Land Rover Discovery Sport vs BMW X3 & Hyundai Santa Fe
New Freelander-replacing Discovery Sport takes on BMW and Hyundai
The newcomer is bigger than its predecessor, there are now seven seats, and it takes its styling cues from the Range Rover, both inside and out. To find out if the new Brit has what it takes to succeed, we’ve lined up two rivals that will test all its abilities.
The seven-seat Hyundai Santa Fe is our current large SUV champion, and the Premium SE model is well equipped, yet undercuts the Discovery Sport on price. Then there’s the BMW X3. While it’s not a seven-seater, this SUV will test the Land Rover’s premium credentials, as well as its fuel efficiency.
Can the Discovery Sport deliver a winning combination of practicality and luxury, while still maintaining Land Rover’s tradition for building great off-road machines?
There are two seats in the boots of the Land Rover and Hyundai, but they’re quite small – so unless you’re carrying children, they’re only really for occasional use. Go for a lower-spec Santa Fe, and you can save £1,200 by opting for five seats, and get a bigger boot in the process. The Discovery Sport is only sold in the UK as a seven-seater, although if there’s sufficient customer demand, it may be offered as a five-seater later in the year.
As it emits 166g/km, the Discovery Sport sits three road tax bands higher than the 138g/km X3, and will cost company buyers more. The Santa Fe lags well behind its rivals here, thanks to the lack of stop/start. Go for the manual, and emissions of 159g/km are still some way short of the X3’s.
These three cars are perfect for towing. The Santa Fe and X3 are capable of pulling two tonnes, but the Discovery Sport edges ahead with a 2.2-tonne maximum. Land Rover offers a detachable tow bar for £675, while BMW’s £765 version hooks up to the ESP to add trailer stability control.
Car group tests
- Land Rover Discovery Sport vs BMW X3 vs Volvo XC60
- Skoda Kodiaq vs Land Rover Discovery Sport vs Kia Sorento
- Land Rover Discovery Sport D180: long-term test review
- Long-term test review: Land Rover Discovery Sport
1st place: Land Rover Discovery Sport
It’s first blood to the new Discovery Sport. Land Rover has taken the Freelander formula and brought it up to date with stylish design, a premium interior and refined road manners. It’s spacious and practical, well equipped for the price, while excellent off-road ability is a cheeky bonus. The seven-seat layout isn’t the roomiest around, but it doesn’t harm overall practicality in any way.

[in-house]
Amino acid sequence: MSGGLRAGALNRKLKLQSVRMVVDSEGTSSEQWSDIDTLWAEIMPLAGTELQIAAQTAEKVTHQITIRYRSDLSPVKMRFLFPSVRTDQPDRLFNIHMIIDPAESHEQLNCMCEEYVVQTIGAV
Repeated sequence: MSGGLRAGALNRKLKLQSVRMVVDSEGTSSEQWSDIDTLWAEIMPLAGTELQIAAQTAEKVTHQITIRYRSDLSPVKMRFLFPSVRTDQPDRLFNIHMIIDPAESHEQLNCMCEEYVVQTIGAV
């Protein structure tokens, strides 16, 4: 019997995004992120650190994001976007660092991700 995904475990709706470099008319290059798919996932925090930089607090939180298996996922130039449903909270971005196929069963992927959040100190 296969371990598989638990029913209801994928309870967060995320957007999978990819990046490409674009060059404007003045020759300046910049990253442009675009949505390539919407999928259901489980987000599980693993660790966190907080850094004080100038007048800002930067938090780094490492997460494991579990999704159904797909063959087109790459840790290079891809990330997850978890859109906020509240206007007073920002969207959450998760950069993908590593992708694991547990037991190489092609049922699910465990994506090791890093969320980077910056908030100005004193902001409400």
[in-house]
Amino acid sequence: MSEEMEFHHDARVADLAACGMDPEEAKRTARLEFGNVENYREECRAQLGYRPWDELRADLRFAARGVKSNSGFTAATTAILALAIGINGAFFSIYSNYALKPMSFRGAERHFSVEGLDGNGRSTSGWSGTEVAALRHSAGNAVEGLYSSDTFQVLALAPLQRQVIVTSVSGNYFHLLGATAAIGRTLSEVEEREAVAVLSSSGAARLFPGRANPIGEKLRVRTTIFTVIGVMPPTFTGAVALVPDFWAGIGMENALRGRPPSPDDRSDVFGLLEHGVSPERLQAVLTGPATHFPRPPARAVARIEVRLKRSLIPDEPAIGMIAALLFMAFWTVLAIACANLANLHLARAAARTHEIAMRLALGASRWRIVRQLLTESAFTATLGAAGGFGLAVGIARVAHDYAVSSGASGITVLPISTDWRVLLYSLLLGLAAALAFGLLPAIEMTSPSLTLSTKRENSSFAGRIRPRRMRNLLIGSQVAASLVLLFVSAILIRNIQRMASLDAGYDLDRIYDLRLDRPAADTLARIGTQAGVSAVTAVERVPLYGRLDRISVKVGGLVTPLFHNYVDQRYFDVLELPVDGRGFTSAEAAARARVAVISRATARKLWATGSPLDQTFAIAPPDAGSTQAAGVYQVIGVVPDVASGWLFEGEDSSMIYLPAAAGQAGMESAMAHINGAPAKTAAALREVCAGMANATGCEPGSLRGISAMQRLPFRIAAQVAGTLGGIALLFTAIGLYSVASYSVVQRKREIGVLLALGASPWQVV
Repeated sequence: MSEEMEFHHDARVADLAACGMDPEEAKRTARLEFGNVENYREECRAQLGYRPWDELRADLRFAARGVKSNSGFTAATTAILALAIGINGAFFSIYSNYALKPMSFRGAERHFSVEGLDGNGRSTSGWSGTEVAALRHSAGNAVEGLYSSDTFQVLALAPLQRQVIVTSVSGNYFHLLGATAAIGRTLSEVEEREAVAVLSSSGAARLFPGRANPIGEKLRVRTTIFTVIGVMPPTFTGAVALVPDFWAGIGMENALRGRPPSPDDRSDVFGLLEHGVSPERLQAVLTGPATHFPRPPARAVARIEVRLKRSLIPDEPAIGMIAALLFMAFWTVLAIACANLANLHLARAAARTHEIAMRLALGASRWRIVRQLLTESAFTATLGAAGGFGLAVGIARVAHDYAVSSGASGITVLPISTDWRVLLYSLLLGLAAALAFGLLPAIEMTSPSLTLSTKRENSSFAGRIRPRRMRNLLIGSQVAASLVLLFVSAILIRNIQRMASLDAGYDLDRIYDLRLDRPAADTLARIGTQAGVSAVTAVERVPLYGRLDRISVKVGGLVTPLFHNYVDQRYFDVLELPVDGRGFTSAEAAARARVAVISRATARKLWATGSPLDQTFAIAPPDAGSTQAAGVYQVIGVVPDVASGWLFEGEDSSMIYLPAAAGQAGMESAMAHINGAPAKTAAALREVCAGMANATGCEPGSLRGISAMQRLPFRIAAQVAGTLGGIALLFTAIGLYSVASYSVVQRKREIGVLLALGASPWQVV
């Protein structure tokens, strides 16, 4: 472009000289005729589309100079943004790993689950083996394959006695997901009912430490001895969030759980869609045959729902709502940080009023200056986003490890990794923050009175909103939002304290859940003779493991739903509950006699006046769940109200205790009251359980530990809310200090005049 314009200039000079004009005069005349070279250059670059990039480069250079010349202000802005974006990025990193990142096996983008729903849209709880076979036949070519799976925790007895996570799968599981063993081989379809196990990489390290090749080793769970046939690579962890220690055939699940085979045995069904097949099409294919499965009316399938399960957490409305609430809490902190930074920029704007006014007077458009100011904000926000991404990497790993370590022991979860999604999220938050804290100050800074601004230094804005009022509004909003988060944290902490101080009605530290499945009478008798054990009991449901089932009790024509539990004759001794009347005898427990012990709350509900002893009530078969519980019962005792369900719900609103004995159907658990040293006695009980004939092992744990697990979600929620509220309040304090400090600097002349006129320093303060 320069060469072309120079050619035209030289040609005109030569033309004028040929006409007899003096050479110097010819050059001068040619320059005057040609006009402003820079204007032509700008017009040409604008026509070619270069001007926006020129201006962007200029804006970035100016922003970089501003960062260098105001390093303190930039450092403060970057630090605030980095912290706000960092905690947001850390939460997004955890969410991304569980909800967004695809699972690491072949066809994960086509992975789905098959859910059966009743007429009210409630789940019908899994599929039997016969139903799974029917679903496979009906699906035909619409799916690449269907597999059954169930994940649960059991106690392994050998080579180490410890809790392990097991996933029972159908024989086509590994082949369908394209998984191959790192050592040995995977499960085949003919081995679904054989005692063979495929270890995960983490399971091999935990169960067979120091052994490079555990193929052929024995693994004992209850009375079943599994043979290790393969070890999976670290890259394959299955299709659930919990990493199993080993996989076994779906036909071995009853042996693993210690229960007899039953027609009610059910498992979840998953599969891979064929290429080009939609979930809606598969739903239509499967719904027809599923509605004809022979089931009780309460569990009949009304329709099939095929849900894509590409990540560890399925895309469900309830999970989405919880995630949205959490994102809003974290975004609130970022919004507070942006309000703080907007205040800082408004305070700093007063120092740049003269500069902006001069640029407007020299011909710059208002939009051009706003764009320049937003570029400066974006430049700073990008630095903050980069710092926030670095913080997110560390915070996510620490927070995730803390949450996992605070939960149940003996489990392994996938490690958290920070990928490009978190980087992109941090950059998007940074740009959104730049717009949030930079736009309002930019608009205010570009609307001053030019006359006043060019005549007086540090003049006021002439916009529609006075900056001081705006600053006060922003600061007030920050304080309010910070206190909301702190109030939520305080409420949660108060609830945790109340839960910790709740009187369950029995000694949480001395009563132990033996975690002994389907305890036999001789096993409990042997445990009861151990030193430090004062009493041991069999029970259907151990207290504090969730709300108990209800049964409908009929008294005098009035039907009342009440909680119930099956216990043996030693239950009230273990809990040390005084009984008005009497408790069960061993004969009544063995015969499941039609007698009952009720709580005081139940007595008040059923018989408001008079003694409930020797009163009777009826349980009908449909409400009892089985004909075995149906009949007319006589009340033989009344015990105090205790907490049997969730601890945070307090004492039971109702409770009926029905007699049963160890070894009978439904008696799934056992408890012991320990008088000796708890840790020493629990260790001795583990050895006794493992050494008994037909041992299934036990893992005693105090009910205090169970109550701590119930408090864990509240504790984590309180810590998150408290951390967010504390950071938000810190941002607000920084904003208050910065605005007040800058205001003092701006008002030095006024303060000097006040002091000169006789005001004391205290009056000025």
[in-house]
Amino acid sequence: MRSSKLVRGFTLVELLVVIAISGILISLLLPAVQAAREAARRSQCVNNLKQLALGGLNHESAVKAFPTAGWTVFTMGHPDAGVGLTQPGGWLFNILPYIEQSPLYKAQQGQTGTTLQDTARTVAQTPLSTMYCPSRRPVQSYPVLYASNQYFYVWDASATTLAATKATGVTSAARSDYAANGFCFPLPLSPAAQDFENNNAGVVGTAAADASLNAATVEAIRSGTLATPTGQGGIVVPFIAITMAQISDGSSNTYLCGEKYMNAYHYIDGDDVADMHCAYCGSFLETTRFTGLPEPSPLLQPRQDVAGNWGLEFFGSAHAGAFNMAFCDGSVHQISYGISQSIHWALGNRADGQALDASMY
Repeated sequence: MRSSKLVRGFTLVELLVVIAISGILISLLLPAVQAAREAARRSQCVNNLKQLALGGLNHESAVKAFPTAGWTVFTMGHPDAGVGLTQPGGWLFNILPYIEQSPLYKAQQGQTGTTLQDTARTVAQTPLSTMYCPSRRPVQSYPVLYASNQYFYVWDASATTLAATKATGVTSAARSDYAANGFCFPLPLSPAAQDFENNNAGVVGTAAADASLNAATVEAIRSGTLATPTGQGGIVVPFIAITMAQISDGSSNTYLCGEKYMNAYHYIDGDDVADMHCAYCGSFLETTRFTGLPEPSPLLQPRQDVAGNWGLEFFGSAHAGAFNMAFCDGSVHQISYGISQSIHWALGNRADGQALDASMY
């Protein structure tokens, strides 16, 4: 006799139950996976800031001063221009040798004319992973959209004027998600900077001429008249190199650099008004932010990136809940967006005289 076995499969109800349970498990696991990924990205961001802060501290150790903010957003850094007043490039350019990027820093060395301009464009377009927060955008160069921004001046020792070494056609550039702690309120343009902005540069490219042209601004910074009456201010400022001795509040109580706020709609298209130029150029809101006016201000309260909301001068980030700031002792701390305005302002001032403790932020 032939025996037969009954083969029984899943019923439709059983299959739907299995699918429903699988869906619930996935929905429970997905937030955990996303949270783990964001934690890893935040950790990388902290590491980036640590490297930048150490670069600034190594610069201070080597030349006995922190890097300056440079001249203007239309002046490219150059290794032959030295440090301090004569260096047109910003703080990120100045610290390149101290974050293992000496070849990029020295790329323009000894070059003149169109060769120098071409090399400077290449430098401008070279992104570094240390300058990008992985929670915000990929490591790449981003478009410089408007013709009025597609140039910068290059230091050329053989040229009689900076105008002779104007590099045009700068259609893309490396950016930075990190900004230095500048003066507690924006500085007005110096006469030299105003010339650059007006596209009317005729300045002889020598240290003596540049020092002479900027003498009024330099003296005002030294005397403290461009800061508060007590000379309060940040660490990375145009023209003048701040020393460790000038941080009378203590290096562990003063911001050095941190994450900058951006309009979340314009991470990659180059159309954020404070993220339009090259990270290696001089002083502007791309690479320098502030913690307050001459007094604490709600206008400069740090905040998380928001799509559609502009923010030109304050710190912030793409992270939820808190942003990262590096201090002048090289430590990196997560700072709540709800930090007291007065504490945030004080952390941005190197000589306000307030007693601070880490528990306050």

2nd place: BMW X3
The X3 is still a strong contender in the compact SUV class, thanks to its excellent combination of efficiency, performance and sharp handling. It’s also well equipped and roomy, but an overly firm ride and the noisy diesel take the edge off driving comfort. The lack of seven seats isn’t really an issue, though, as it’s still a practical five-seat family car.
3rd place Hyundai Santa Fe
There’s no disgrace in the Santa Fe finishing third here. Only a few years ago, you wouldn’t have considered a Hyundai over its premium rivals, but while the SUV is roomy and well equipped, it’s thirsty, has ponderous handling and doesn’t quite have the premium feel of its rivals. We’d save some cash and go for the excellent Premium manual model instead.
|Land Rover Discovery Sport 2.2 SD4 HSE auto||BMW X3 xDrive20d M Sport auto||Hyundai Santa Fe 2.2 CRDi Premium SE auto|
|On-the-road price/total as tested||£39,395/£40,815||£37,940/£37,940||£37,105/£37,690|
|Residual value (after 3yrs/36,000)||£21,116/53.6%||£19,691/51.9%||£15,844/42.7%|
|Annual tax liability std/higher rate||£2,265/£4,530||£1,737/£3,474||£2,276/£4,551|
|Annual fuel cost (12k/20k miles)||£1,803/£3,006||£1,715/£2,859||£2,029/£3,382|
|Ins. group/quote/road tax band/cost||31/£389/H/£205||31/£389/E/£130||20/£402/I/£225|
|Cost of 1st/2nd/3rd service||£499 (5yrs/50k)||£425 (5yrs/50k)||£799 (5yrs)|
|Engine||4cyl in-line/2,179cc||4cyl in-line/1,995cc||4cyl in-line/2,199cc|
|Peak power/revs||187/3,500 bhp/rpm||187/4,000 bhp/rpm||194/3,800 bhp/rpm|
|Peak torque/revs||420/1,750 Nm/rpm||400/1,750 Nm/rpm||436/1,800 Nm/rpm|
|Transmission||9-spd auto/4WD||8-spd auto/4WD||6-spd auto/4WD|
|Fuel tank capacity/spare wheel||65 litres/£150||67 litres/run flats||64 litres/full size|
|Boot capacity (seats up/down)||981/1,698 litres||550/1,600 litres||516/1,615 litres|
|Turning circle||11.6 metres||11.9 metres||10.9 metres|
|Basic warranty (miles)/recovery||3yrs (unlimited)/3yrs||3yrs (unlimited)/3yrs||5yrs (unlimited)/5yrs|
|Service intervals/UK dealers||16k miles (1yr)/130||Variable (1yr)/153||20k miles (1yr)/162|
|Driver Power manufacturer/dealer pos.||20th/28th||10th/22nd||18th/13th|
|Euro NCAP: Adult/child/ped./stars||93/83/69/5 (2014)||88/83/53/5 (2011)||96/89/71/5 (2012)|
|0-60/30-70mph||9.0 (wet)/9.2 secs||8.3/8.2 secs||8.7/8.7 secs|
|30-50mph in 3rd/4th||3.3/3.6 secs||3.4/3.8 secs||3.4 secs (kickdown)|
|50-70mph in 5th/6th/7th/8th/9th||5.5/7.1/8.6/11.0s/N/A||7.5/9.1 secs/N/A||5.3 secs (kickdown)|
|Top speed/rpm at 70mph||117mph/1,600rpm||130mph/1,750rpm||118mph/1,950rpm|
|Braking 70-0/60-0/30-0mph||63.1/45.3/12.8m (wet)||46.7/33.3/9.0m||58.2/41.7/11.6m*|
|Auto Express econ (mpg/mpl)/range||35.0/7.7/500 miles||36.8/8.1/542 miles||31.1/6.8/438 miles|
|Actual/claimed CO2/tax bracket||216/166g/km/29%||206/138g/km/23%||243/178g/km/31%|
|Auto box/adaptive cruise/tow bar||Yes/no/£675||Yes/£1,400/£765||Yes/no/£510 (DFO)|
|Climate control/leather/heated seats||Yes/yes/yes||Yes/yes/yes||Yes/yes/yes|
|Met paint/xenons/panoramic roof||£600/£375/yes||£645/£610/£1,190||£585/yes/yes|
|Sat-nav/USB/DAB radio/Bluetooth||Yes/yes/yes/yes||Yes/yes/yes/yes||Y/y/£175 (DFO)/y|